A classroom connection, too

Last year, Collins worked with parents to place air purifiers in classrooms at his son's elementary school. He was instrumental in getting buy-in from school officials by describing the idea in non-confrontational ways, said Katie Shepherd, one of the parents who worked on the project.

Shepherd, who is immuno-compromised, described Collins' friendly style while offering her tailored advice on masks .

"He just has this way of helping people understand, without making them feel ignorant, or making them feel bad," she said.

In the fall, Collins hosted an online session for parents struggling with the pandemic challenge of finding masks that work well for children. He brought mask samples to his son's school that kids will more likely wear, said Angela Peña, a second-grade teacher.

"His wit and silliness can make his message so appealing," Peñasaid. "People want to listen and learn."

In his day job, Collins doesn't work on masks. He's a senior staff process engineer, with a focus on nano- and micro-assembly, at a company that makes computer hard drives. Collins also has plenty of industry experience working in aerosol science.

That background, plus his graduate work at the U, gives Collins know-how for the task of testing masks. Long before the pandemic, he routinely shopped websites like eBay looking for bargains on used scientific equipment.

"It was really kismet — I just literally had everything you needed in your basement to test masks," Collins said. "I wasn't sure if the KN95 mask that I was using was any good, and I was kind of bemoaning that, and my wife looked at me and said, 'Why don't you just test it?'"

Rather than take time writing up tests results, Collins opted to simply live-stream his experiments and post online a spreadsheet with all the data. It's faster that way, he said, and helps with transparency, too, since people can see his methods.

Manufacturers supply many of the masks he tests. Collins stresses, however, that he receives no payments from the companies, or from third-party distributors. He salutes the skeptical response some might have when first encountering his work.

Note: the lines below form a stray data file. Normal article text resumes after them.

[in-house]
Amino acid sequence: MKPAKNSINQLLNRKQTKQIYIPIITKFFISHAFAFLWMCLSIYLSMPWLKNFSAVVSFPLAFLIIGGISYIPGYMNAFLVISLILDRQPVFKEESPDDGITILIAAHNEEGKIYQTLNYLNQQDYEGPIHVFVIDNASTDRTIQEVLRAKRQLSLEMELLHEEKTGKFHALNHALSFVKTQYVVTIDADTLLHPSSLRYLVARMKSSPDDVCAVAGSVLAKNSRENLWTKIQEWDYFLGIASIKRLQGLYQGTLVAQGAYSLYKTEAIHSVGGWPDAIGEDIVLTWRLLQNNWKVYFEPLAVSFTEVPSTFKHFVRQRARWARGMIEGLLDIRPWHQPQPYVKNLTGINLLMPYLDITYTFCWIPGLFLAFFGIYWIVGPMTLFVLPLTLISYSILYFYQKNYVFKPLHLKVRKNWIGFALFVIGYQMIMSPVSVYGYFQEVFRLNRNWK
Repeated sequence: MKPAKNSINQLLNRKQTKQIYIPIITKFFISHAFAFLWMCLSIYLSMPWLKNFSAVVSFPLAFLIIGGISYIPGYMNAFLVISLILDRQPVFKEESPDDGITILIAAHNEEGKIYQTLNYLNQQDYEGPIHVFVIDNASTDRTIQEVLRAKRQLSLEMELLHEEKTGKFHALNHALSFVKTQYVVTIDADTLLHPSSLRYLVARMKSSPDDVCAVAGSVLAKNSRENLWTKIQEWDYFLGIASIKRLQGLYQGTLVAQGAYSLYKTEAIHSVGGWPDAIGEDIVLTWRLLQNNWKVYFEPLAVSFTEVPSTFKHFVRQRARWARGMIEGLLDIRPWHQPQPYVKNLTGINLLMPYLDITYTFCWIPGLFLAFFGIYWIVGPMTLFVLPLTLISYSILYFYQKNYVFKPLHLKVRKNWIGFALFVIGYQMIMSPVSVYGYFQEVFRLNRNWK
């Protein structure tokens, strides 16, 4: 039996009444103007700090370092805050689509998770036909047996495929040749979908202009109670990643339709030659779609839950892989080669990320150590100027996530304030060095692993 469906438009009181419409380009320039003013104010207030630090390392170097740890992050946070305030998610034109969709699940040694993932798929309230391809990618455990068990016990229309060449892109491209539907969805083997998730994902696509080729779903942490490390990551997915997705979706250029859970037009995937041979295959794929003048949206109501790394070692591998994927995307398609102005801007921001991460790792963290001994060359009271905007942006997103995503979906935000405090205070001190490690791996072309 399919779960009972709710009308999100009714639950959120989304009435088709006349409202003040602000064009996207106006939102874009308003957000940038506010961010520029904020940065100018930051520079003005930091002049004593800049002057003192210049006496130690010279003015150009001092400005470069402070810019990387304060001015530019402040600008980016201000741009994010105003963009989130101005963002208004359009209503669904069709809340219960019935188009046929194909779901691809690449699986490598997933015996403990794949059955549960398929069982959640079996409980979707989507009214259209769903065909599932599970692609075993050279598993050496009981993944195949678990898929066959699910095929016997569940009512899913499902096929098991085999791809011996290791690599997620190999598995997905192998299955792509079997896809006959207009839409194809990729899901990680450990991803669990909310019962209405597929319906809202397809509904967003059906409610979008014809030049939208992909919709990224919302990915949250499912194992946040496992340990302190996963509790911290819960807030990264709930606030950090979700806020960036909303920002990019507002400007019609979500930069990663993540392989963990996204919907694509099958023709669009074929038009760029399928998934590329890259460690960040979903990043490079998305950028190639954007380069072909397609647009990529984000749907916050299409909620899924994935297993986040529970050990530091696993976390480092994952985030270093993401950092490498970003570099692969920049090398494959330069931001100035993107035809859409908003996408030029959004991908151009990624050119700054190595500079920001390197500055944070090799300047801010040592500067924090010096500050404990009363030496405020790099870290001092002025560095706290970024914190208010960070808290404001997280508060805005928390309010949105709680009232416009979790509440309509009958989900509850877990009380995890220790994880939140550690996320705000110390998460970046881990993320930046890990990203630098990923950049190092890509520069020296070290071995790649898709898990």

"If you saw some random dude on the internet who said, 'Oh, yeah, I'm testing masks,' you'd be like, 'Yeah, right buddy,'" Collins said. "So, hey, don't trust me. I'll make the case about why my data's good and present you the evidence — and you can make the decision about whether you want to believe me or not."

Having conducted more than 500 tests on more than 200 different models of masks, Collins has become a go-to source for wisdom on personal protective equipment. Even so, he's found the attention surprising.

When he reflects on the personal thrill of being interviewed by King of CBS Mornings, he jokes that he could have called out to her: "I'm a nerd! You shouldn't be talking to me! I do stuff in my bathroom — why are you talking to me?"

The bathroom is his lab, by the way, because it's the smallest room in the house. As such, it's the easiest to fill with sodium chloride particles for the the filtration efficiency measurements he performs on masks.

"They're salt particles," he explains while setting up experiment No. 520. "You'd breath in more if you were sitting near the ocean."

There are mask nerds in all walks of life and "they're a force for good," Collins said. His goal with the videos, initially, was simply to supply good testing data to his fellow enthusiasts.

That way, they could fan out, spreading the gospel of the mask nerds.

"This is why we're scientists. This is why we're engineers. We're not in it for the money. ... We're in it because we have a passion for changing the world in positive ways."